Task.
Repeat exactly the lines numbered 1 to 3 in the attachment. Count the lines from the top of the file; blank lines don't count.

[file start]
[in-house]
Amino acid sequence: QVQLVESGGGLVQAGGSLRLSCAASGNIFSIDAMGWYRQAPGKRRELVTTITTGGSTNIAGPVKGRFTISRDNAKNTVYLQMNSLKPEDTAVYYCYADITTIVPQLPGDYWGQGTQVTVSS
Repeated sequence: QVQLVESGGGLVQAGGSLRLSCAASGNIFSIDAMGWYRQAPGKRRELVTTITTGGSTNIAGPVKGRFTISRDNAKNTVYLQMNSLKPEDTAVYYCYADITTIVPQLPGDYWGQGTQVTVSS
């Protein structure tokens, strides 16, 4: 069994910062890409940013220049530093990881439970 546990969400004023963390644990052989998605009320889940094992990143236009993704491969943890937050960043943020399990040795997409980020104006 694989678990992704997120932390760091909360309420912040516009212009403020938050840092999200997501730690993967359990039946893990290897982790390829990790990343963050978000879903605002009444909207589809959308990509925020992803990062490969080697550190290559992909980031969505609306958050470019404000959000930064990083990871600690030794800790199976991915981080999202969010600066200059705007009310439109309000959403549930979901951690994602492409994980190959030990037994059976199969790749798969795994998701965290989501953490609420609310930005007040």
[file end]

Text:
[in-house]
Amino acid sequence: QVQLVESGGGLVQAGGSLRLSCAASGNIFSIDAMGWYRQAPGKRRELVTTITTGGSTNIAGPVKGRFTISRDNAKNTVYLQMNSLKPEDTAVYYCYADITTIVPQLPGDYWGQGTQVTVSS
Repeated sequence: QVQLVESGGGLVQAGGSLRLSCAASGNIFSIDAMGWYRQAPGKRRELVTTITTGGSTNIAGPVKGRFTISRDNAKNTVYLQMNSLKPEDTAVYYCYADITTIVPQLPGDYWGQGTQVTVSS